Bowling Green – Glasgow – Russellville – Franklin

Love the skin you're in

Your skin is your largest organ and plays a vital role in nearly everything you do. Think about it; your skin detects hot and cold, regulates your body temperature, and protects you inside and out. 

  • The average person’s skin covers an area of 2 square meters.
  • Skin accounts for about 15% of your body weight.
  • The average adult has approximately 21 square feet of skin, weighing 9 lbs, with more than 11 miles of blood vessels.
  • Your skin is its thickest on your feet (1.4mm) and thinnest on your eyelids (0.2mm).
  • The skin renews itself every 28 days.



How To Prevent
Skin Cancer


How to Check Your Skin: Looking For Skin Cancer

Skin exams

When detected early, skin cancer is highly treatable. The American Academy of Dermatology recommends that everyone check their skin and their partner’s skin regularly for any new or suspicious spots. This infographic explains how to perform a skin exam from head to toe and what signs to look for on the skin.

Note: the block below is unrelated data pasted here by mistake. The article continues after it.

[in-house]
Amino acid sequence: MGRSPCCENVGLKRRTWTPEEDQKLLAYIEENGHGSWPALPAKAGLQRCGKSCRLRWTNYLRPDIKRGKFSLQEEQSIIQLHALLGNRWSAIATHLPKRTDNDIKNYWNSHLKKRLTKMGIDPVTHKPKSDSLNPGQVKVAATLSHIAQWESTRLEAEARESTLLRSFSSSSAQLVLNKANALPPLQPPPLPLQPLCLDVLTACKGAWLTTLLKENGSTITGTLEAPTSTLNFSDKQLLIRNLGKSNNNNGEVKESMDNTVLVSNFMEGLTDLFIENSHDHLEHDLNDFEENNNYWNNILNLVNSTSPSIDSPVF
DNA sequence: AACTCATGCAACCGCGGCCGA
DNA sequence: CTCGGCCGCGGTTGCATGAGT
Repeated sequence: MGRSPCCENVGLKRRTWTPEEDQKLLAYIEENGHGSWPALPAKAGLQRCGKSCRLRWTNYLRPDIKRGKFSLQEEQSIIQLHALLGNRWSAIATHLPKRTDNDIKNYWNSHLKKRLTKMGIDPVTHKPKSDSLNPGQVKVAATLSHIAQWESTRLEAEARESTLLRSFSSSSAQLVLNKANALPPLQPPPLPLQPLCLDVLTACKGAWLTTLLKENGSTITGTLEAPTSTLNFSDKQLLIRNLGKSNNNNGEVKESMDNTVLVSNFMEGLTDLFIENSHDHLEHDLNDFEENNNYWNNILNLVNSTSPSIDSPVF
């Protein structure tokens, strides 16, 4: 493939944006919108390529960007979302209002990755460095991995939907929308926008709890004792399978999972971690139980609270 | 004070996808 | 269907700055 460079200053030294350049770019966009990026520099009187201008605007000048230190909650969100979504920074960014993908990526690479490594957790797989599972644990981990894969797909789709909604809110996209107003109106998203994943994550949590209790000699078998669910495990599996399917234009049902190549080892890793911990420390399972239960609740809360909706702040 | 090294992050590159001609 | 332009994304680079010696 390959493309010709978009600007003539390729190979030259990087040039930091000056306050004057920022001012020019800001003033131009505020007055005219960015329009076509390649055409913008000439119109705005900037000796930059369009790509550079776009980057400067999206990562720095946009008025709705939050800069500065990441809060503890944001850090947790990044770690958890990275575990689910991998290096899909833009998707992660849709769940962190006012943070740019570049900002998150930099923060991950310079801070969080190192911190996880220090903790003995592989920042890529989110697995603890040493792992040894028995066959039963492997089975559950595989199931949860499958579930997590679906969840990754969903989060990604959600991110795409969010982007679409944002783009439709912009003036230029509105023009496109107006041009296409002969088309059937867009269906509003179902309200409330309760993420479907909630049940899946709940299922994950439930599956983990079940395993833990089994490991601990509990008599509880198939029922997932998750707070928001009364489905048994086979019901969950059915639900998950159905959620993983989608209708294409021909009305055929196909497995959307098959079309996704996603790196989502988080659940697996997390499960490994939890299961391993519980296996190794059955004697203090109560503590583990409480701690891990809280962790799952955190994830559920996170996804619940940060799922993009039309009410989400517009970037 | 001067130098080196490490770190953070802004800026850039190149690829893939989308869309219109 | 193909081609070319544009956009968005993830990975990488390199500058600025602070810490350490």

Spot Checks

Most skin cancers aren’t found during a check-up. They’re found by people who notice a suspicious-looking spot on their own skin and then see a dermatologist.

Do you think that you could spot a possible skin cancer? Find out by taking this short quiz below.


To the untrained eye, all rashes may look alike and seem easily treatable with over-the-counter oral antihistamines or hydrocortisone cream. However, it is not always so simple, say dermatologists. Rashes can appear as blotches, welts, or blisters; they can be red, itchy, scaly, or dry; and they can occur in one area of skin or all over the body. In addition, some rashes may come and go, while others never seem to go away.



Warts are benign (not cancerous) skin growths that appear when a virus infects the top layer of the skin. Viruses that cause warts are called human papillomavirus (HPV). You are more likely to get one of these viruses if you cut or damage your skin in some way.

Wart viruses are contagious. Warts can spread by contact with the wart or something that touched the wart.

Warts are often skin-colored and feel rough, but they can be dark (brown or gray-black), flat, and smooth.


Cysts, Lumps, Bumps & More

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